"I invite you to take the most exciting journey of all. The voyage inside. The journey to meet yourself. I address you in the silence of your own hearts. I offer my personal challenge. Dare you bare witness to what the Mara shows? Will you gaze upon the unspeakable? Dare you come face to face with the finally unfaceable? Children half price."
IN THIS ONE... The Mara still has its fangs in Tegan and not even the Doctor's walkman can stop it.
REVIEW: Seeing as Kinda was the previous season's best story by a mile, I'm quite excited about the follow-up. The Mara's been lurking inside Tegan's mind for a while now and it's started influencing her actions, "misread" coordinates sending the TARDIS to Menussa, where the Mara once ruled. Anyone else notice a rather insensitive streak in the fifth Doctor? If Nyssa didn't keep him in check, he'd go off on Tegan something fierce for something that really isn't her fault. And she really doesn't deserve any abuse because she's not whining about things for once. She's scared, but also resolved, and the hypnosis scene that reverts her to childhood is quite sweet. I don't want the Doctor to shout at her, not at all. He's also a bit of a jerk to Nyssa by refusing to give her some attention for changing her clothes (one story too late, seems the premiere, taking place "some time" after Time-Flight, would have been more appropriate). Could be worse; he could have mentioned how horrible that skirt is. What is it with badly-coordinated colors in 80s Who? Overall, I AM glad to see the burgundy felt outfit go, and Nyssa stands out as a young woman rather than a girl now.
Something Fiona Cumming's directorial efforts have in common is the lavish production design. She seems to bring out the best in the design and costume teams on that count. Menussa features a large bazaar that reminds me of DS9's Promenade. Lon's room is golden and modern with a touch of the exotic. Snakemouth Cave has various pictograms and carvings (including the mouth) that are quite lovely. And the opening shot of the snakedancer in the desert looks like something out of a Jodorowski film. All the sets include a second story, and the costumes are varied and sumptuous, from dashing pirate to Roman queen noble to dirty beggar. We get a sense of a vibrant mix of cultures brought together by this Federation.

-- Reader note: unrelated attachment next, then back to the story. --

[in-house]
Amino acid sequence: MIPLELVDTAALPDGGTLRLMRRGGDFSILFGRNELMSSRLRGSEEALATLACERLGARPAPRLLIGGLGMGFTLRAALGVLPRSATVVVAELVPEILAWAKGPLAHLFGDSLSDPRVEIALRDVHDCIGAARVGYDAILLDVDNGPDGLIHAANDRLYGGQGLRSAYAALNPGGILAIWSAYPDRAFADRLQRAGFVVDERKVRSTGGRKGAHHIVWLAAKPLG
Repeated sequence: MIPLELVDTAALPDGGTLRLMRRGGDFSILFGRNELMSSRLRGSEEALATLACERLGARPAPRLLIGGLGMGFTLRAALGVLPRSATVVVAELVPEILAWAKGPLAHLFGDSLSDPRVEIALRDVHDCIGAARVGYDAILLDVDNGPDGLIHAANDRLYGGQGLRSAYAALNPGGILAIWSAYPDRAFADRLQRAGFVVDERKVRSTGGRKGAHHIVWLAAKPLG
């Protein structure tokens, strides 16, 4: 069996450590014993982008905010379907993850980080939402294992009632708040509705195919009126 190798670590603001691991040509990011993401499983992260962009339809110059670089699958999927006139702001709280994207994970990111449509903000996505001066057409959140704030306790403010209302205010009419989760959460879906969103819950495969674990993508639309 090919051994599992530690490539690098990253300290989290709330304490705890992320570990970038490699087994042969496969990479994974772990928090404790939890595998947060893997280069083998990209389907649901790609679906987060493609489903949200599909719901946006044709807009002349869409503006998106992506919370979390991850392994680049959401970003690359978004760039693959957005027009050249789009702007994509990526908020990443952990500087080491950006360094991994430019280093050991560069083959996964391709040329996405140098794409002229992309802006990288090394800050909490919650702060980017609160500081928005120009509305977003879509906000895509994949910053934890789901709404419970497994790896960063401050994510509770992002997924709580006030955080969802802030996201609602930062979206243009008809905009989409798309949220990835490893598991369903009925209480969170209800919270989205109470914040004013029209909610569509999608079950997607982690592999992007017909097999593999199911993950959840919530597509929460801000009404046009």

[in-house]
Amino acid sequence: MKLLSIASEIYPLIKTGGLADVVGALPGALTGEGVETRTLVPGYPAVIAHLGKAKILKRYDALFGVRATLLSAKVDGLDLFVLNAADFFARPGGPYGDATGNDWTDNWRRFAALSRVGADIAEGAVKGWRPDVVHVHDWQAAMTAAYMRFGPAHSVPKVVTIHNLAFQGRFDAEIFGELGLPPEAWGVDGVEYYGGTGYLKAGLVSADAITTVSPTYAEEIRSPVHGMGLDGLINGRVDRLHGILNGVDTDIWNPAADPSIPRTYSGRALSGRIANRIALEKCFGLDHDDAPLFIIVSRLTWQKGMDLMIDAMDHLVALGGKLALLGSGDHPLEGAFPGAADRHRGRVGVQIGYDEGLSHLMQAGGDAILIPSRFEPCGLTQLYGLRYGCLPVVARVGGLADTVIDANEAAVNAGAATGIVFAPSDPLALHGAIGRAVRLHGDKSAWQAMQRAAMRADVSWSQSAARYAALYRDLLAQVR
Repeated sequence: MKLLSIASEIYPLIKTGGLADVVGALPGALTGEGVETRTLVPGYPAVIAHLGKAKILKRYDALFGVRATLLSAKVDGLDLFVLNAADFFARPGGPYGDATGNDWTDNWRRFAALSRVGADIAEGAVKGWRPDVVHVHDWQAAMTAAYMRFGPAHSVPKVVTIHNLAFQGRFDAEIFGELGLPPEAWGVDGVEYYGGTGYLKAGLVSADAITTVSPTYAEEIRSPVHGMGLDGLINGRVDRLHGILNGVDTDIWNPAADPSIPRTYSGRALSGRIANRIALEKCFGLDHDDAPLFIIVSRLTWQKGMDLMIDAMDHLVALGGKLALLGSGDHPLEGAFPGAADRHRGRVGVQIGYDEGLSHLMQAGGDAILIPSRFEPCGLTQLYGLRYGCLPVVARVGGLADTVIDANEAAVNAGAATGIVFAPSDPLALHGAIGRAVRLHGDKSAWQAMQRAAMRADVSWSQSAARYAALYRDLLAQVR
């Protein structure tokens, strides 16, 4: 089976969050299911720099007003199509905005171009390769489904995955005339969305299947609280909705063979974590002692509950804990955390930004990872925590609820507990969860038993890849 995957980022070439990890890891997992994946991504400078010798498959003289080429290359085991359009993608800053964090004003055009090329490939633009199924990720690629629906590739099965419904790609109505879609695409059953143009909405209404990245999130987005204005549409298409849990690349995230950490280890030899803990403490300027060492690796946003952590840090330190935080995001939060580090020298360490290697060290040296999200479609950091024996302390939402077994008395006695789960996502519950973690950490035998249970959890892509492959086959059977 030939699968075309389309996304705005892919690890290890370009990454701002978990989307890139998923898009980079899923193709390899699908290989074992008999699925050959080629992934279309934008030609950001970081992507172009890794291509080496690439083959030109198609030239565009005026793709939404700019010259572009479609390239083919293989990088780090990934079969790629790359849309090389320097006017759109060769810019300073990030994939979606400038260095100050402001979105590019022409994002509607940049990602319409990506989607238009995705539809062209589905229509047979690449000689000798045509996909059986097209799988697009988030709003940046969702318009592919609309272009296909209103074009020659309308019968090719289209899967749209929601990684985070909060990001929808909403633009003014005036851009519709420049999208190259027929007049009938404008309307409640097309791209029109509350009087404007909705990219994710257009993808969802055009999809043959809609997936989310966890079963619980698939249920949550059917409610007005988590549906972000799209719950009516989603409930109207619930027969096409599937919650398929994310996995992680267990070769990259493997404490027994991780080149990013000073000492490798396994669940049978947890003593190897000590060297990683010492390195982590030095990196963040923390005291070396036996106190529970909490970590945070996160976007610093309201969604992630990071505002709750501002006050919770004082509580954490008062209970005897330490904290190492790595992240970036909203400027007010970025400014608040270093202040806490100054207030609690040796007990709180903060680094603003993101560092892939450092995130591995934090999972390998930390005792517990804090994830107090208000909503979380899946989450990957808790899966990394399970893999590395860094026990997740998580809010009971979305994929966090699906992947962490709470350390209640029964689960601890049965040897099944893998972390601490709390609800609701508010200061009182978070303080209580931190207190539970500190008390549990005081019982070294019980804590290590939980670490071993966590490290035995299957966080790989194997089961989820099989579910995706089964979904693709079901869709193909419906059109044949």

As in Kinda, Christopher Bailey creates some wonderful characters to inhabit those sets. Lon the Federator's son is an indolent youth who craves amusement, which makes him a brief ally to the Doctor when stuffy, boring Ambril would have the lunatic removed. Colette O'Neil as Lon's mother Tanha is my favorite character because she seems perpetually amused by her son's insolence. The way they talk about his father, Lon no doubt takes from HER, and they have a casual, easy bond. Dugdale, who runs the hall of mirrors, is a fun carnival barker who loses all his charm when faced with VIPs and is quick to debunk his own hype lest they think it less amusing than the proles. Even a small part like that of the fortune teller is made endearing as she, too, gives up her tricks, admitting to Tegan she makes it all up, though the things she makes up often surprise her. She's a more honest version of Organon the astrologer from The Creature from the Pit. Will she survive her terrifying encounter with a snake skull in her crystal ball?
REWATCHABILITY: High - A lavish production featuring a diverse and well-written cast of characters. The Mara left us waiting too long.